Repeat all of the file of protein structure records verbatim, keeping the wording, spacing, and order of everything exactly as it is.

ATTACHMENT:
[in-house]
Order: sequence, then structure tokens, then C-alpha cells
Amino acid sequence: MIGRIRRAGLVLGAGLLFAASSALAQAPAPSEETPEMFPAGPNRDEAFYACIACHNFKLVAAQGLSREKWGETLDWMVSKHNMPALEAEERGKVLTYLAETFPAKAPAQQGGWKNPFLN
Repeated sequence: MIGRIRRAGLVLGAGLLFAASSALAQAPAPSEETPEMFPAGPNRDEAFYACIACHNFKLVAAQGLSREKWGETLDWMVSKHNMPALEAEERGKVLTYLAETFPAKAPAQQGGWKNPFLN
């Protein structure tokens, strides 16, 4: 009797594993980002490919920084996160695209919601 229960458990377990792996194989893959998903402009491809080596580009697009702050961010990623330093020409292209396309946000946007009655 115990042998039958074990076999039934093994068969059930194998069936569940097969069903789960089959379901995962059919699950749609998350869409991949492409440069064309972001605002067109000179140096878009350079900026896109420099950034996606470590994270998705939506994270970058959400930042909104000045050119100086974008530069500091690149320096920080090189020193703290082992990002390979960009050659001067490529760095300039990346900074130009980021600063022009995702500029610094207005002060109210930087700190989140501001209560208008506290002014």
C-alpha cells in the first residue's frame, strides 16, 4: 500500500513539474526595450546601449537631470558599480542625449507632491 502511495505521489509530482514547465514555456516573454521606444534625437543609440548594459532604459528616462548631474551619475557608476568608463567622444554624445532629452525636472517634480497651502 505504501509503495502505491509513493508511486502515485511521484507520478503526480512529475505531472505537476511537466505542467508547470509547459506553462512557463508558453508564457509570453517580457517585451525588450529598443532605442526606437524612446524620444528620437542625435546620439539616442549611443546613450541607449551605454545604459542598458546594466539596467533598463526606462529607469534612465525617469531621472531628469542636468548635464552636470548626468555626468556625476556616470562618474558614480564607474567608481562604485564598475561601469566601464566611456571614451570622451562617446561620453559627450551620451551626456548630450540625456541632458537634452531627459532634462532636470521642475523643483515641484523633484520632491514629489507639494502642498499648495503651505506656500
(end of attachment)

[in-house]
Order: sequence, then structure tokens, then C-alpha cells
Amino acid sequence: MIGRIRRAGLVLGAGLLFAASSALAQAPAPSEETPEMFPAGPNRDEAFYACIACHNFKLVAAQGLSREKWGETLDWMVSKHNMPALEAEERGKVLTYLAETFPAKAPAQQGGWKNPFLN
Repeated sequence: MIGRIRRAGLVLGAGLLFAASSALAQAPAPSEETPEMFPAGPNRDEAFYACIACHNFKLVAAQGLSREKWGETLDWMVSKHNMPALEAEERGKVLTYLAETFPAKAPAQQGGWKNPFLN
């Protein structure tokens, strides 16, 4: 009797594993980002490919920084996160695209919601 229960458990377990792996194989893959998903402009491809080596580009697009702050961010990623330093020409292209396309946000946007009655 115990042998039958074990076999039934093994068969059930194998069936569940097969069903789960089959379901995962059919699950749609998350869409991949492409440069064309972001605002067109000179140096878009350079900026896109420099950034996606470590994270998705939506994270970058959400930042909104000045050119100086974008530069500091690149320096920080090189020193703290082992990002390979960009050659001067490529760095300039990346900074130009980021600063022009995702500029610094207005002060109210930087700190989140501001209560208008506290002014």
C-alpha cells in the first residue's frame, strides 16, 4: 500500500513539474526595450546601449537631470558599480542625449507632491 502511495505521489509530482514547465514555456516573454521606444534625437543609440548594459532604459528616462548631474551619475557608476568608463567622444554624445532629452525636472517634480497651502 505504501509503495502505491509513493508511486502515485511521484507520478503526480512529475505531472505537476511537466505542467508547470509547459506553462512557463508558453508564457509570453517580457517585451525588450529598443532605442526606437524612446524620444528620437542625435546620439539616442549611443546613450541607449551605454545604459542598458546594466539596467533598463526606462529607469534612465525617469531621472531628469542636468548635464552636470548626468555626468556625476556616470562618474558614480564607474567608481562604485564598475561601469566601464566611456571614451570622451562617446561620453559627450551620451551626456548630450540625456541632458537634452531627459532634462532636470521642475523643483515641484523633484520632491514629489507639494502642498499648495503651505506656500